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I am very interested in building a website using Clojure and Compojure, like so:


However, due to my limited experience with the Java environment and Java culture, I am not sure where to begin when shopping for a web-hosting service.

Do I simply need to find a service that gives me full root access and has the JDK/JVM? Or are there other requirements as well?

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7 Answers 7

up vote 7 down vote accepted

I use Linode 540. Any Linux VPS will probably work fine. You can install the JVM and anything else you need yourself. Depending on what kind of site you're running, you should try to get a lot of RAM, because the JVM can be RAM-hungry.

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I'd probably go for Google AppEngine (well, in fact I'm planning to do that sooner or later).

Here's some reading to get you started:

Interactive Programming with Clojure, Compojure, Google App Engine and Emacs

Clojure on GAE

Clojure on Google AppEngine

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The guys behind that "Interactive Programming..." posting also have a very interesting presentation on their GAE & Clojure app: hackers-with-attitude.com/2010/02/… I believe the GAE's security model disallows launching threads, which kills quite a few Clojure features; apparently what remains is still a very compelling package, though. –  Michał Marczyk Mar 15 '10 at 22:35

You just need root access + a JVM. Once you have that, working with Compojure (and its embedded Jetty) is just like it is on your desktop.

I recommend Rackspace Cloud (http://www.rackspacecloud.com/). It's pay-as-you-go, which is great for testing, and leaving a server running full-time only costs around $12/mo for their small instance. Plus it makes it really easy to test distributed applications. They've got a great admin console and API. (I have no affiliation with Rackspace other than being a satisfied customer).

If you want to use a more robust/mainstream Java server instead of Jetty, you can deploy a WAR bundle of your application to Tomcat, Glassfish, Weblogic, etc. Installing and configuring those is beyond the scope of this question, but deploying a WAR to them is a straightforward, well-documented procedure.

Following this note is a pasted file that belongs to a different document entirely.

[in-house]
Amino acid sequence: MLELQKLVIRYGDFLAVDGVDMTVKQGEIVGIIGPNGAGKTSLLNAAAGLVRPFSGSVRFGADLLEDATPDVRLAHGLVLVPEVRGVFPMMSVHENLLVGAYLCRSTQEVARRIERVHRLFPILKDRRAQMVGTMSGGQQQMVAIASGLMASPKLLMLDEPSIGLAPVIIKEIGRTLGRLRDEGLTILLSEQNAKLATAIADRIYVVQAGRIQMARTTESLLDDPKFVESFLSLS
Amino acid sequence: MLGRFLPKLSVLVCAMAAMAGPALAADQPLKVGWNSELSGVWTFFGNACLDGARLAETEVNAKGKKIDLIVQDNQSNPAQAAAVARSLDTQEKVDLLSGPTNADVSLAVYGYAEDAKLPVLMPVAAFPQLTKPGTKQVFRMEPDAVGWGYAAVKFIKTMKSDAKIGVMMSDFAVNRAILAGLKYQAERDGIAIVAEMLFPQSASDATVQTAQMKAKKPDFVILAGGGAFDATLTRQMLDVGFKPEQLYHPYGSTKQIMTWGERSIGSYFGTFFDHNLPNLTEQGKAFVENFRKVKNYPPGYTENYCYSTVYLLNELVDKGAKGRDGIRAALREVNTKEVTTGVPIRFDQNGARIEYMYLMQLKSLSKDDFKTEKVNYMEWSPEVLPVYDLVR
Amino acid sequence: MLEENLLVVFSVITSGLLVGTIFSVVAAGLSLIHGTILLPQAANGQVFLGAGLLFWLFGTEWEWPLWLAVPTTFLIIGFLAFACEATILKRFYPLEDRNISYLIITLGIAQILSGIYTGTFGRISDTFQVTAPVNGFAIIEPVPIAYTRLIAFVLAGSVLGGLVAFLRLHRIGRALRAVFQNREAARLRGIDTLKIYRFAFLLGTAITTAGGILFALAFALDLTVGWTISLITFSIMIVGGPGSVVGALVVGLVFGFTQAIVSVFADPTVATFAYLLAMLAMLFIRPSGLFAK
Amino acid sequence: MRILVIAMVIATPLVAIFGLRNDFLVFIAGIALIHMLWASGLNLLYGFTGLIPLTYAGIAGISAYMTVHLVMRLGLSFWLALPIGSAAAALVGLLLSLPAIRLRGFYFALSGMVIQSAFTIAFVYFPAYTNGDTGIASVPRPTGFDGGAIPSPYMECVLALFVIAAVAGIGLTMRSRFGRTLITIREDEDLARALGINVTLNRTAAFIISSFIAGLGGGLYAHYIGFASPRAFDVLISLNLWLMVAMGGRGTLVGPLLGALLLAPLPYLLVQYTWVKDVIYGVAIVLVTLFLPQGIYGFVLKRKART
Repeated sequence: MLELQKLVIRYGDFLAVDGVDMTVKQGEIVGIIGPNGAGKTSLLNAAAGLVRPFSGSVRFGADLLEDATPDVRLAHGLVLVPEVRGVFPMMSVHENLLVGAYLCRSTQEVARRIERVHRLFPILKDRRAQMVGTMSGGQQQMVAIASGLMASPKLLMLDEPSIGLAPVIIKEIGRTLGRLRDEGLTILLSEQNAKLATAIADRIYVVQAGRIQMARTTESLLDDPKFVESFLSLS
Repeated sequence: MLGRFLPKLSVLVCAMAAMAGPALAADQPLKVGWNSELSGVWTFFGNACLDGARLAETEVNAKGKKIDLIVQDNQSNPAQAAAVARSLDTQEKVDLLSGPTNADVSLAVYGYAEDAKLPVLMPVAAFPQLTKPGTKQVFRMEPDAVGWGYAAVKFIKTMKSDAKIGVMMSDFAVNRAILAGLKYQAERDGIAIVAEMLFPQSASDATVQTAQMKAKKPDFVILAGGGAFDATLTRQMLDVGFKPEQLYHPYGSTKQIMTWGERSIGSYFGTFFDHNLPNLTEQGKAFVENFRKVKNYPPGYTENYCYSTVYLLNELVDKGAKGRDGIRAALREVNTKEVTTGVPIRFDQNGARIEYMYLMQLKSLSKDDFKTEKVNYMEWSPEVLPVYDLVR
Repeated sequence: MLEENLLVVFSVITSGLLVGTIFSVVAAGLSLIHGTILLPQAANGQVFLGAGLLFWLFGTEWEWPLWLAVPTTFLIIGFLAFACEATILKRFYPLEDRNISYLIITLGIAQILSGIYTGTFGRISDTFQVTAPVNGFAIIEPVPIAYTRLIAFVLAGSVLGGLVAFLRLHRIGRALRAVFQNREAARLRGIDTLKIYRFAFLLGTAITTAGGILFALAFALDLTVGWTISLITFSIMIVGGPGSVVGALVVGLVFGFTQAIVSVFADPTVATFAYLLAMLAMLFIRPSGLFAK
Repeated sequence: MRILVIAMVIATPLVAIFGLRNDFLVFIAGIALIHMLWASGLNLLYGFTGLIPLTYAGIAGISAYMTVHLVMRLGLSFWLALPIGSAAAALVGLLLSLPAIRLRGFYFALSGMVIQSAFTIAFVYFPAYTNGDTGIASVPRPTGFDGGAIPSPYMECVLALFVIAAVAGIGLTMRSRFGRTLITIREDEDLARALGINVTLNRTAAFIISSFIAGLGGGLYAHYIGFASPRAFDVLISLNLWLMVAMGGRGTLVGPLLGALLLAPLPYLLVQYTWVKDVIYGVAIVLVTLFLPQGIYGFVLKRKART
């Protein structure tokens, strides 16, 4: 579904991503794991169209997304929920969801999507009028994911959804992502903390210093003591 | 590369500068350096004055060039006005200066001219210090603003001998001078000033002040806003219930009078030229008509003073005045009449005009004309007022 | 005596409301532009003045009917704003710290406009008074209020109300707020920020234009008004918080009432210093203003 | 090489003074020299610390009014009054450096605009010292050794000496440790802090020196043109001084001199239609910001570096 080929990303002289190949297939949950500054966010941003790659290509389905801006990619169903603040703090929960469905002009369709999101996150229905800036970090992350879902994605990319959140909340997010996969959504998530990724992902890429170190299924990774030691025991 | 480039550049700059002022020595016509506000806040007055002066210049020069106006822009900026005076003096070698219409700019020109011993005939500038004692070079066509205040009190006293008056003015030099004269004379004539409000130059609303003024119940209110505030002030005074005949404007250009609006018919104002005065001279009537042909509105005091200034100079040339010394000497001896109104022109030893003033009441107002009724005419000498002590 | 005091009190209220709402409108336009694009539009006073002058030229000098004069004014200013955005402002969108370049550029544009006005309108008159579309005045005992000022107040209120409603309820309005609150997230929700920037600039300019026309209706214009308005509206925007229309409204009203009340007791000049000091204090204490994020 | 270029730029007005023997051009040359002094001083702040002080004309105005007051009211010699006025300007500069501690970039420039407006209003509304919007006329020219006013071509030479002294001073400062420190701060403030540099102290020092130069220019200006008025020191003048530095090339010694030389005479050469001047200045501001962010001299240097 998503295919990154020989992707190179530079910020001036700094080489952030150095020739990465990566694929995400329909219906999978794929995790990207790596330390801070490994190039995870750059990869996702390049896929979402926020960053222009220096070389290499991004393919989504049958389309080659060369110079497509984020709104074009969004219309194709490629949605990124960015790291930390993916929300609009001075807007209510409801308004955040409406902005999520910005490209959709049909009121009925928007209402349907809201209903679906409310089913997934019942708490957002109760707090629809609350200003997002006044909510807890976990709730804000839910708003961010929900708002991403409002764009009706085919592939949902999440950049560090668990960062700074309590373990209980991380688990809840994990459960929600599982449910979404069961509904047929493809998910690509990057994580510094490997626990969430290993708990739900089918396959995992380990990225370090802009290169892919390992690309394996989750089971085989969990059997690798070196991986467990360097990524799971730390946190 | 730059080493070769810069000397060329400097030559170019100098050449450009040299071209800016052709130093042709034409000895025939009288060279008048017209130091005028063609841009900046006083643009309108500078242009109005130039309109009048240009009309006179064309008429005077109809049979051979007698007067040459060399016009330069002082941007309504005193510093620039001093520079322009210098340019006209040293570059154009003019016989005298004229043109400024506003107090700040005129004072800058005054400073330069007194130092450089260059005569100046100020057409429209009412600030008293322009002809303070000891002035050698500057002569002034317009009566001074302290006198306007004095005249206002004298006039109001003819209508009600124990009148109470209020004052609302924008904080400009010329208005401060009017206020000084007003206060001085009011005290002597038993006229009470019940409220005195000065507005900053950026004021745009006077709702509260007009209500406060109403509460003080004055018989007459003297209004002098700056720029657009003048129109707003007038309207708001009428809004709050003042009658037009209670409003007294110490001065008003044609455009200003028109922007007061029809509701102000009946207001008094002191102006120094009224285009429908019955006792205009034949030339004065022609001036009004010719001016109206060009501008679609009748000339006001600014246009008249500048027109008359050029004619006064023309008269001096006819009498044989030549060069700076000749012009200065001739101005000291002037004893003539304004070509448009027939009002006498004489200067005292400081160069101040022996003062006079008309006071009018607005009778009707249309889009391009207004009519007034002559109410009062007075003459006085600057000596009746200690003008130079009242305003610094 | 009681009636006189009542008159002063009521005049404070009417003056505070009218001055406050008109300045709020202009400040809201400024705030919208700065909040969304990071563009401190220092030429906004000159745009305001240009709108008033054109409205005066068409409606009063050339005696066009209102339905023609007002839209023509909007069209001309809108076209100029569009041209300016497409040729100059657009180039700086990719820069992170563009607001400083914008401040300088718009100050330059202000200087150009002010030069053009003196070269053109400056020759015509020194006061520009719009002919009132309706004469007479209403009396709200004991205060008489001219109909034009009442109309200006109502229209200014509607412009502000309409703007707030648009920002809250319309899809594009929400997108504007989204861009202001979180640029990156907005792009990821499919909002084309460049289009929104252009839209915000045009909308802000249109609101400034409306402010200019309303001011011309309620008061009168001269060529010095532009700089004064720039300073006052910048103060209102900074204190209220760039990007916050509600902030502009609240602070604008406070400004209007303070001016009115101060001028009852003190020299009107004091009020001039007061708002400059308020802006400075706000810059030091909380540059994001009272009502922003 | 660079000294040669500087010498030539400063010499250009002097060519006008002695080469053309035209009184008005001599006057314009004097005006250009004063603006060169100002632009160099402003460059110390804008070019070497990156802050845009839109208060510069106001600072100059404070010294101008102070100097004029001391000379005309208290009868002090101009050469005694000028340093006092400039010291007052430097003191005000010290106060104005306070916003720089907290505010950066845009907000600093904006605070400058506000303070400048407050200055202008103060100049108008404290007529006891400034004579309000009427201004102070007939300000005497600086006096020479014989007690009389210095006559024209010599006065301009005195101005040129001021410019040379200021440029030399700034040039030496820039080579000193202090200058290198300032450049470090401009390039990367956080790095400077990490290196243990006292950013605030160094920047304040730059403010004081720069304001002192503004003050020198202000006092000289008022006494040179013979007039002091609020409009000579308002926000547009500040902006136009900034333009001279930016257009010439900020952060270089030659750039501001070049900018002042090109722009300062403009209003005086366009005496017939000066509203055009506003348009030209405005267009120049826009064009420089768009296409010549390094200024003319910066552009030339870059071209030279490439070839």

As the other commenter mentioned, if you just want to get started playing with Compojure, you can do it easily on your local machine. There's no need to move to a server until you want to start serving pages publicly.

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Look into one of the many VPS solutions out there. Slicehost and Linode both seem popular. You can also host Clojure+Compojure applications on Google App Engine.

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Heroku now do clojure hosting: https://gist.github.com/1001206 - it's brand new, so no idea how reliable it is, but could be a great starting point.

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You could also look at Amazon's Elastic Beanstalk, and CloudBees. I can't comment on which of these is best for clojure because I am in the research stage myself. This might be useful in deciding which to go with:


UPDATE: this looks quite interesting (even if the name sounds like something you'd pick up at an adult toy shop): http://www.jelastic.com/

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You should also be able to get started for free with AWS Free Usage Tier with a free EC2 micro instance http://aws.amazon.com/free/

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NB: EC2 micro instances have really limited CPU cycles. But a good option when getting started. –  James Cooper May 25 '11 at 16:15

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